Can you be evicted from a long term care facility?

A fellow caregiver asked...

What if your parents go into an assisted living facility or independent apartment with continuing care option and are able to pay for the first two to three years, but then run out of money and either both or one of them now requires nursing home care, can they be forced to move out? Neither my siblings nor I would have the kind of money available for long term care for our parents, beyond what they have themselves.

Expert Answer

Maria Basso Lipani writes a popular website on geriatric care topics, where she puts her expertise as a Licensed Clinical Social Worker to good use answering care planning questions. Maria is a graduate of Columbia University School of Social Work and is licensed in California and New York.

This is a great question. If your loved one resides in an assisted living or independent apartment and becomes unable to pay the bill, and if family cannot step in to cover the cost, he or she will be asked to leave.  If he or she does not leave, the facility may begin the eviction process.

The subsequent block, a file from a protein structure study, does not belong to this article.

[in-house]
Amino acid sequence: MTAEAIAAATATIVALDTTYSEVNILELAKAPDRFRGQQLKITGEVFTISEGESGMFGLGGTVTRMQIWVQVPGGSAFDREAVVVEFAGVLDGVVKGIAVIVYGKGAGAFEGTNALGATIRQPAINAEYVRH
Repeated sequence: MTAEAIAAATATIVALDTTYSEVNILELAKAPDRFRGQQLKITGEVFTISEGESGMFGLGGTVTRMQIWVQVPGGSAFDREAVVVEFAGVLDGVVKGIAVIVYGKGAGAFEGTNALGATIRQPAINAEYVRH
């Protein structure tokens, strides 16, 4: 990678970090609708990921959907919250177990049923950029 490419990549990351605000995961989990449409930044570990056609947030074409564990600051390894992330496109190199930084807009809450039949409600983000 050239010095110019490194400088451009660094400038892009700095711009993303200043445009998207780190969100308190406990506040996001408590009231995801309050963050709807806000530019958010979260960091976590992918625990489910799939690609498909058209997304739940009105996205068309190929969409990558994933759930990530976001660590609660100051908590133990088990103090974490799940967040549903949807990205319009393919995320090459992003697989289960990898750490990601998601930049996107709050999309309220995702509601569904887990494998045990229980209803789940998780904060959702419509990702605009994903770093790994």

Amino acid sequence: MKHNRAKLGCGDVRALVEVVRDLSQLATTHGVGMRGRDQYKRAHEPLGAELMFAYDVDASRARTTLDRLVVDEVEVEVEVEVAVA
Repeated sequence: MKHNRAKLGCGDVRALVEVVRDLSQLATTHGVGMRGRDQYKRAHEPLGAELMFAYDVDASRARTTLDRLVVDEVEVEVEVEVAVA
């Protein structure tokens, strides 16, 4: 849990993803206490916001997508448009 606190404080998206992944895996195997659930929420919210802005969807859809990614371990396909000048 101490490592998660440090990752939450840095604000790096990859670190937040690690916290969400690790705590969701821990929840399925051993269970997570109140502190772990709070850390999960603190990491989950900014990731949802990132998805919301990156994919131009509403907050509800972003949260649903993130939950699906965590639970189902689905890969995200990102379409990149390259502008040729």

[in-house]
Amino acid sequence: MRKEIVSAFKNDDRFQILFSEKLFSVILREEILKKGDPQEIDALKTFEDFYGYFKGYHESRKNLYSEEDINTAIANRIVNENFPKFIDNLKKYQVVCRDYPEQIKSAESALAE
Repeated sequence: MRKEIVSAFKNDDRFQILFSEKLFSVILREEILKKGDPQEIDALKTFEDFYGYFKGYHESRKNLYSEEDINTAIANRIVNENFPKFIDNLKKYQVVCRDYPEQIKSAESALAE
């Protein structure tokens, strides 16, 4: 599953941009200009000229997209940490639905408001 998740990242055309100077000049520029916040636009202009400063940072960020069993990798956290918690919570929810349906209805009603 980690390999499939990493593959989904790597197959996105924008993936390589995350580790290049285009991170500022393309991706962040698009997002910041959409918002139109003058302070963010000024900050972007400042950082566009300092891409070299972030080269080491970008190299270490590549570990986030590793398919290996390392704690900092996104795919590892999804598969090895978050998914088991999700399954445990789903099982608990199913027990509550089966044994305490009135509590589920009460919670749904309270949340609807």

That said, there are some assisted living facilities that accept Medicaid, so it is definitely worth the effort to try to find one, but they are few and far between and waiting lists can be long. Even so, a facility's costs can exceed the Medicaid reimbursement so there can still be out-of-pocket expenses although they should be much less.

Most people choose to spend what funds they have on home care or an assisted living facility until the money dwindles to the Medicaid maximum.  Then they apply for Medicaid and transition to a nursing home.  New York is the only state I am aware of that offers a second option which is Medicaid-covered home care.  With this option a Medicaid applicant can transfer assets to an adult child for example and still qualify for home care.  If your parents reside in New York, you'll want to look into this option.